Living With Dignity: What to Know About Palliative Care

by • September 30, 2021 • Health, HealthcareComments (0)883

Palliative care is for people and their loved ones who face the challenges of having a life-limiting illness. Doctors prescribe it to patients in addition to the other harsh medical treatments, such as chemotherapy, to help alleviate painful symptoms and side effects. 

It’s an interdisciplinary healthcare approach performed by professional healthcare caregivers and Registered Practical Nurses (RPNs). The goal is to enhance the quality of life in a dignified manner for people with life-limiting illnesses through professional, compassionate pain management practices, and personal support work.

Do you know someone who has recently been diagnosed with a chronic disease? Read on to learn why palliative care will provide comfort to your loved one during a challenging time. 

Who Qualifies for Palliative Care?

If your loved one has any of the following illnesses, consider talking to their doctor about incorporating palliative care into their healthcare plan:

  • Dementia 
  • Cancer
  • Parkinson’s Disease
  • Arthritis
  • Kidney Failure
  • Congestive Heart Failure
  • Chronic Obstructive Pulmonary Disease (COPD)
  • Lung Disease
  • And any other chronic or life-limiting disease

Whether your friend or family member has recently been diagnosed or been living with the disease for a while, they can receive palliative care services. Palliative care provides emotional and physical support to people at any stage of an illness and can work alongside other medical treatments.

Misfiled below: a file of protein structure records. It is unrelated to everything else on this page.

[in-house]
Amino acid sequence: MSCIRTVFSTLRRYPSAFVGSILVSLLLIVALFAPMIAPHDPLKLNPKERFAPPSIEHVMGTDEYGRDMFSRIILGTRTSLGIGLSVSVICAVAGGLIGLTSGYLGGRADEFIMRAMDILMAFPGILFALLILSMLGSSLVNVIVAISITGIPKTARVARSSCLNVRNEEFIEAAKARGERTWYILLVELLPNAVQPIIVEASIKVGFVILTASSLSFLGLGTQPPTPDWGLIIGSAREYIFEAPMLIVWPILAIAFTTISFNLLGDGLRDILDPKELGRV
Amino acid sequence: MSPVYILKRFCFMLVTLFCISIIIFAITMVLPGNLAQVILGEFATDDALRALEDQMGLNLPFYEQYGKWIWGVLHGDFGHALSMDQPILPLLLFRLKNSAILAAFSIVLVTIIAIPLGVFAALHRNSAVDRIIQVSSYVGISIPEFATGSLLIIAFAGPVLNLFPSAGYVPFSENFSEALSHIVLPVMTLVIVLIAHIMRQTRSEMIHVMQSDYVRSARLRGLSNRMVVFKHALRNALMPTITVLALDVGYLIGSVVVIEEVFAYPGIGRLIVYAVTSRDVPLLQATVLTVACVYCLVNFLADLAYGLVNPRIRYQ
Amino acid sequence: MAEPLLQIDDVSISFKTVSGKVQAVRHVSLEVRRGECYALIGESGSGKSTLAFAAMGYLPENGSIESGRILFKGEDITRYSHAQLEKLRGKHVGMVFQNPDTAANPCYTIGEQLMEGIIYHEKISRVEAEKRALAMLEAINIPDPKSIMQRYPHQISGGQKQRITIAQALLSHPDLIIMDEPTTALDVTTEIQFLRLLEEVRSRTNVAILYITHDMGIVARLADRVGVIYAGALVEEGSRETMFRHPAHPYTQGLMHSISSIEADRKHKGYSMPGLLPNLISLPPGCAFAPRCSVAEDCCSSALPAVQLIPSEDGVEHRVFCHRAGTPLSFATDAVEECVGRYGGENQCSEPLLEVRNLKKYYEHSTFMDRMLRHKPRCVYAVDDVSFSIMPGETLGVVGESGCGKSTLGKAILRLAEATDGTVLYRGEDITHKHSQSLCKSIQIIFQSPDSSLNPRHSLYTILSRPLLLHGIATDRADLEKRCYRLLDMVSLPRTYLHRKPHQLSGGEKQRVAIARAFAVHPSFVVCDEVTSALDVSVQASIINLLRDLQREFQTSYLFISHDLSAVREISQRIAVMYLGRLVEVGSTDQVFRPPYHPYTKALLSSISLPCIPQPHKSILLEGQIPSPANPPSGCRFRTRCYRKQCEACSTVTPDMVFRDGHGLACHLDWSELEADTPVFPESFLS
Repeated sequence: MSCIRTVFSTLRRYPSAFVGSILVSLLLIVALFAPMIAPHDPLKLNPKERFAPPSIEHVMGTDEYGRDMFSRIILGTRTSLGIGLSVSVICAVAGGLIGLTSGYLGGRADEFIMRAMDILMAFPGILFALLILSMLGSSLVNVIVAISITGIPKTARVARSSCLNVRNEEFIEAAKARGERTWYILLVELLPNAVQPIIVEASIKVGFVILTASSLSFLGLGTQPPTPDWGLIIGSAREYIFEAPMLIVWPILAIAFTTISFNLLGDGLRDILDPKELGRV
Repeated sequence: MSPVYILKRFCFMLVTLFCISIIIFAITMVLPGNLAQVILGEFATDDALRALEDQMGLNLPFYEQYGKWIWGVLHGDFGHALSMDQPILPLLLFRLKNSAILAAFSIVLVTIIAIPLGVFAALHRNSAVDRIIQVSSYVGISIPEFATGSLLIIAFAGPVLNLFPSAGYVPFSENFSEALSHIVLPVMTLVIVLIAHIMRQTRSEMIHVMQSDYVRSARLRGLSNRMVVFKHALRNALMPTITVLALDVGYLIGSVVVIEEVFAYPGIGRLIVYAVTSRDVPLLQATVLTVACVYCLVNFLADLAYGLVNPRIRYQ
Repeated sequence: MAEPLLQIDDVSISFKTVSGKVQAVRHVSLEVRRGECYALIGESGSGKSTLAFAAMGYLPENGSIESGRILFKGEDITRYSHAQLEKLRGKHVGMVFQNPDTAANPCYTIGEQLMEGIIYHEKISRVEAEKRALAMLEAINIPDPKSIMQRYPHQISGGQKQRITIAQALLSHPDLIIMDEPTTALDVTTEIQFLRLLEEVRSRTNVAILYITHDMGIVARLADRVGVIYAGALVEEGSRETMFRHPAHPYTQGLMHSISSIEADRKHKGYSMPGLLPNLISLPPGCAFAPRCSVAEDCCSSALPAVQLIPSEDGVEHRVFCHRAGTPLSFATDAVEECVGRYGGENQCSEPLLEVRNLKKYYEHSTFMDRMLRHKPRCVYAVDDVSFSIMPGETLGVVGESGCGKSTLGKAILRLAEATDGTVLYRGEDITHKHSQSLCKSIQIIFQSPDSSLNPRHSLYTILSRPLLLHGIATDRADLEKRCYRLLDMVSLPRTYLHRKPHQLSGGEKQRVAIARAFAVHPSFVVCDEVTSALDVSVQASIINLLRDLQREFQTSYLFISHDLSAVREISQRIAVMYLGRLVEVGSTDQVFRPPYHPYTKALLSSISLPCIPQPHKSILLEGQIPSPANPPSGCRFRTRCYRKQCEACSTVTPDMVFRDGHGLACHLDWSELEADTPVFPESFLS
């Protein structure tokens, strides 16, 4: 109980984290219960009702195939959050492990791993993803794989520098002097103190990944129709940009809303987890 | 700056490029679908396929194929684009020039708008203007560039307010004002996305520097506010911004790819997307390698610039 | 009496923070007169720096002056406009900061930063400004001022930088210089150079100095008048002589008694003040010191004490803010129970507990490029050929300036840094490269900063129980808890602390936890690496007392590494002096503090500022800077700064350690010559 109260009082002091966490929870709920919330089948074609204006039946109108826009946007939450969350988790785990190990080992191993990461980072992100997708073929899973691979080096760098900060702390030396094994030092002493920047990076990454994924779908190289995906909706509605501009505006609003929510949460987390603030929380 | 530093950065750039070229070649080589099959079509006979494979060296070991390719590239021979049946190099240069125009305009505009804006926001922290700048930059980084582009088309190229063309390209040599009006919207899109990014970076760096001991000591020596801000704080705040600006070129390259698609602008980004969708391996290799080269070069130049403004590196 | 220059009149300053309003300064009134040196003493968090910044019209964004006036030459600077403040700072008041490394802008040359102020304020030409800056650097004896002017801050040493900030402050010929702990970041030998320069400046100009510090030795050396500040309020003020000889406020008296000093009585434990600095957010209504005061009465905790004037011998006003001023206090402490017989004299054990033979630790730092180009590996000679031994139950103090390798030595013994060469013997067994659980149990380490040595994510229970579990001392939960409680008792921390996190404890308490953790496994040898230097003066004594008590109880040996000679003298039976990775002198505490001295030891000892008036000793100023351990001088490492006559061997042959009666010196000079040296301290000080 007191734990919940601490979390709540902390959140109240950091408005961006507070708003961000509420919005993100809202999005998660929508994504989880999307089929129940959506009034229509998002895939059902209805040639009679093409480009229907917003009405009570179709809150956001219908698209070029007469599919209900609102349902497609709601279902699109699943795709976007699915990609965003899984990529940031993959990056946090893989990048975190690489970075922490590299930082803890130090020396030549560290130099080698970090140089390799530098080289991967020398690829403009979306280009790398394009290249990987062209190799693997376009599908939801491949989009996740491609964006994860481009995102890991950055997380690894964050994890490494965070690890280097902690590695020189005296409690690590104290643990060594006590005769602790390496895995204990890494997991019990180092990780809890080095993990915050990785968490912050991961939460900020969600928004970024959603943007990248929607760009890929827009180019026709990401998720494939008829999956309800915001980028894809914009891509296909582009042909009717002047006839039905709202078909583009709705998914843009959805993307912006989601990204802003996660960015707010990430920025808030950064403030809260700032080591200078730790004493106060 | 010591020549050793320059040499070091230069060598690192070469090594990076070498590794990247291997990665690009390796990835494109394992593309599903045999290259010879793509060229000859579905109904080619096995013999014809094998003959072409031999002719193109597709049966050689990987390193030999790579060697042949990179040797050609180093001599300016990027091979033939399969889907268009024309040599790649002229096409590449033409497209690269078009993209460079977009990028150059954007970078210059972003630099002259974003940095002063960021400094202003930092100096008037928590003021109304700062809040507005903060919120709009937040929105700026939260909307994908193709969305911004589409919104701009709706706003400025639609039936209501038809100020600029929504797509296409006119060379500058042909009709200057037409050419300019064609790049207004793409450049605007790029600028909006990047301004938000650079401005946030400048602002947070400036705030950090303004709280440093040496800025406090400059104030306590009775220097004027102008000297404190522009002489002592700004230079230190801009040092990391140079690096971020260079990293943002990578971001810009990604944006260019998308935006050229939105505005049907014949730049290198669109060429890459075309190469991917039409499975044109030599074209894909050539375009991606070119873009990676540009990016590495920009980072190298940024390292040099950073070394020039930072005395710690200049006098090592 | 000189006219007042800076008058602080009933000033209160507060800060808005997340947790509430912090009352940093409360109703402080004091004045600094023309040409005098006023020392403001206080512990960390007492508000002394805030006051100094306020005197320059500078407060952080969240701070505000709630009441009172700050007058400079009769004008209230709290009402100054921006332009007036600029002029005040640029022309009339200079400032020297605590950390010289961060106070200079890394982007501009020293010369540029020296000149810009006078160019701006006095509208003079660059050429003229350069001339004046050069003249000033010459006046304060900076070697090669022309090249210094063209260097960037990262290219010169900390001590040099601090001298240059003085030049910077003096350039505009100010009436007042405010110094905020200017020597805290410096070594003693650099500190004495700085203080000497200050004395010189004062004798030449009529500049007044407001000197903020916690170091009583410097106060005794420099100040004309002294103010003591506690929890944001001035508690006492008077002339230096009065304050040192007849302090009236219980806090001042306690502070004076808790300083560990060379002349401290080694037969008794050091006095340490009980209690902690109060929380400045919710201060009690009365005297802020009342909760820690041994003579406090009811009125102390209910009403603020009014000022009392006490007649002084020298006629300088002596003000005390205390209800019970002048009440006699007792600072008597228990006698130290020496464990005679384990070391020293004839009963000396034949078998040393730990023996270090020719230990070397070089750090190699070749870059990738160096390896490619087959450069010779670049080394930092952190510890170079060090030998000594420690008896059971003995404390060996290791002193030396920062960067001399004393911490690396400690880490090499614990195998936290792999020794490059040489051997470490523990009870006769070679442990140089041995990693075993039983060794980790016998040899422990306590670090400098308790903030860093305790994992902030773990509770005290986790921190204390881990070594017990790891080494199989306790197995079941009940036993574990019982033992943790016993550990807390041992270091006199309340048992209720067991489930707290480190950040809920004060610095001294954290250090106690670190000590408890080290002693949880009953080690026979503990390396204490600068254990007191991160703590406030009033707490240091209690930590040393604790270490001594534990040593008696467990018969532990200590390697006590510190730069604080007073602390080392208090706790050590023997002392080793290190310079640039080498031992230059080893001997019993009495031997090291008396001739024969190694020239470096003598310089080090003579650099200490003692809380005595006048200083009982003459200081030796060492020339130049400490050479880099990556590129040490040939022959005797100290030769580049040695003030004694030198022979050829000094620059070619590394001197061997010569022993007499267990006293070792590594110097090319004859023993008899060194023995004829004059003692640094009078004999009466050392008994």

How It Works 

Palliative care is a holistic approach to alleviating the painful stressors of living with a life-limiting disease. It encourages a higher quality of life by focusing on four primary areas:

  • Physical Pain and Well-Being
  • Emotional and Mental Health
  • Personal Support (such as meal preparation, light housework, and companionship)
  • Helping to Meet Spiritual Needs (such as arranging a meeting with a spiritual or religious advisor)

Your loved one will have a team of caregivers and RPNs who will monitor their symptoms and provide pain relief — through massage therapy, physiotherapy, prescription medication management, and other pain-relieving methods — on a rotating basis. They’ll also be there to provide emotional support and suggest therapy or counselling if needed. 

A palliative caregiving team will also improve the communication between your friend or family member and their primary healthcare providers by acting as their advocates and most prominent supporters. They’ll regularly talk to your loved one’s doctors about their symptoms, needs, and concerns, so you won’t have to worry that their voice isn’t being heard. 

At-Home Care 

Did you know that you can receive palliative care at home — 24 hours a day? Instead of leaving home to move into a long-term care home or hospital, your loved one can have professional caregivers and RPNs come straight to them. Find a healthcare agency that offers such services so that your friend or family member can receive the benefits of palliative care without even having to leave the house.

Learning that you have a life-limiting illness isn’t something anyone should do alone, and palliative care provides the necessary support from loving professionals that your loved one will need throughout this challenging time. 

Knowing that there’s always a helpful, compassionate hand to hold will give both you and your loved one comfort and peace of mind.

Photo credit: Askar Abayev via Pexels



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